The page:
Those who seek to manage their relations with the region in this way not only do great harm but also run significant risks to their own international reputationN.Z. minister blasts checkbook diplomacy Aug 16, 2006
It's price gouging of the worst sort. It's a massive cost on the ordinary business and cell phone consumer and they've got away with it for years ... we are being ripped offOfficials: NZ cell users 'ripped off' Oct 24, 2004
Winston Raymond Peters (born 11 April 1945) is a New Zealand politician and leader of New Zealand First, a political party he founded in 1993. Peters has had a turbulent political career since entering Parliament in 1978. He served as Minister of Maori Affairs in the Bolger National Party Government before being sacked in 1991 and losing party endorsement for his Tauranga seat. He returned to Parliament as an independent, then formed his own party, New Zealand First. In Opposition, Peters became an outspoken critic of New Zealand immigration policies. As leader of New Zealand First, he held the balance of power following the 1996 election, enabling the National Party to form a coalition government and securing for himself the positions of Deputy Prime Minister and Treasurer. However, the coalition dissolved in 1998 following the replacement of Bolger by Jenny Shipley as Prime Minister.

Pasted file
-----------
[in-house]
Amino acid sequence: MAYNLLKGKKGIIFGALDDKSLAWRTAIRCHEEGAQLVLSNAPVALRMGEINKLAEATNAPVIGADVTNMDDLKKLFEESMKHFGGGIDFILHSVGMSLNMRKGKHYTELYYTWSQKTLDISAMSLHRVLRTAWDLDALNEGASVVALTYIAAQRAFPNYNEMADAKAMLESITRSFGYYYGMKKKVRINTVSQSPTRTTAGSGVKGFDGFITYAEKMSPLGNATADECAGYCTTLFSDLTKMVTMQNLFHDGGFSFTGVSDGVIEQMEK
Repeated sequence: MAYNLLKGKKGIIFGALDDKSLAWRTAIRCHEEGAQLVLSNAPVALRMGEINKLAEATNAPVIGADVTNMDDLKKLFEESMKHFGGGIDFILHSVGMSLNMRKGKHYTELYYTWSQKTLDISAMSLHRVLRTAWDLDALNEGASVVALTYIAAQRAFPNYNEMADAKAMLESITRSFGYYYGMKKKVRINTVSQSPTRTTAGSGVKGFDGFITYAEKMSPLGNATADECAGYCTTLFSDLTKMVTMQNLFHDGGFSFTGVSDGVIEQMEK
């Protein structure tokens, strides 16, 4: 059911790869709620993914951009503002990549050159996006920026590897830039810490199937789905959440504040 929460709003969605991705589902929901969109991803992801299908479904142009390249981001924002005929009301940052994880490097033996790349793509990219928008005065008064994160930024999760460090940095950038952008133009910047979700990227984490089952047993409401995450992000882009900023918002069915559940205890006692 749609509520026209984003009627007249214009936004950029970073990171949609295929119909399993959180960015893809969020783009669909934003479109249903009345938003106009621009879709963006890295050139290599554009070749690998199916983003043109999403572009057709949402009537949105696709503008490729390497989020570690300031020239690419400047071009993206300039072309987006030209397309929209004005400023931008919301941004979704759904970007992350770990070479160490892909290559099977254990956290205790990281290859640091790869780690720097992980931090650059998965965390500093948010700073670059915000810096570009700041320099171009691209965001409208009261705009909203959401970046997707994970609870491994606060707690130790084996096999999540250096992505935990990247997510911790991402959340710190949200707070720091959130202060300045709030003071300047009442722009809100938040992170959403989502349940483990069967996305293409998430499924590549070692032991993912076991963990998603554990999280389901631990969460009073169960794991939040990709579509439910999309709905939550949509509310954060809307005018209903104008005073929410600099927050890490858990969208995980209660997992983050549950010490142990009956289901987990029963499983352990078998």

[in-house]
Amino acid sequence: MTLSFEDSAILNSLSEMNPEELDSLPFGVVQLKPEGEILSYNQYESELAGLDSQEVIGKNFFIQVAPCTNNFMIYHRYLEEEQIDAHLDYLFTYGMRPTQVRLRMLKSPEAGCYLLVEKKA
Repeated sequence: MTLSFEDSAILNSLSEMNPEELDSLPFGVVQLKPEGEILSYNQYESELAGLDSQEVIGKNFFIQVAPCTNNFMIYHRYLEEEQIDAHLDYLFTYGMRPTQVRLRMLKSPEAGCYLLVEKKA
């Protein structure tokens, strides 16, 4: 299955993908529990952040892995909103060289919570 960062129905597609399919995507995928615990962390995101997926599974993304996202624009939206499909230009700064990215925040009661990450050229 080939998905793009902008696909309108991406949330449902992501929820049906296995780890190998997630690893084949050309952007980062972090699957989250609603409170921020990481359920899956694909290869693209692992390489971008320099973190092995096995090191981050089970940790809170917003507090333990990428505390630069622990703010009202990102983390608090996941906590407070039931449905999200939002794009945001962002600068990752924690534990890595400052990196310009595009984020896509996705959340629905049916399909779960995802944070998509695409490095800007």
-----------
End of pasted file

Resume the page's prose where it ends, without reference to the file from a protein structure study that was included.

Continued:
Following the dissolution of the coalition, New Zealand First split between supporters of Shipley's government and opponents. Support for the party collapsed at the 1999 election. He was defeated in his Tauranga seat in 2005, but remained in Parliament as a list MP and was given the Foreign Affairs, Senior Citizens and Racing portfolios in the Labour government. On August 29, 2008, he stood down as Foreign Affairs and Racing Minister pending a police investigation into accusations that he failed to declare a series of political donations received by his party. On September 23, 2008, Peters was censured by the Parliament for "knowingly providing false or misleading information on a return of pecuniary interests" over a $100,000 donation made in 2005.
In the 2008 general election, New Zealand First failed to reach the five percent threshold and Peters did not regain his seat. As a result, neither Peters or New Zealand First were returned to Parliament.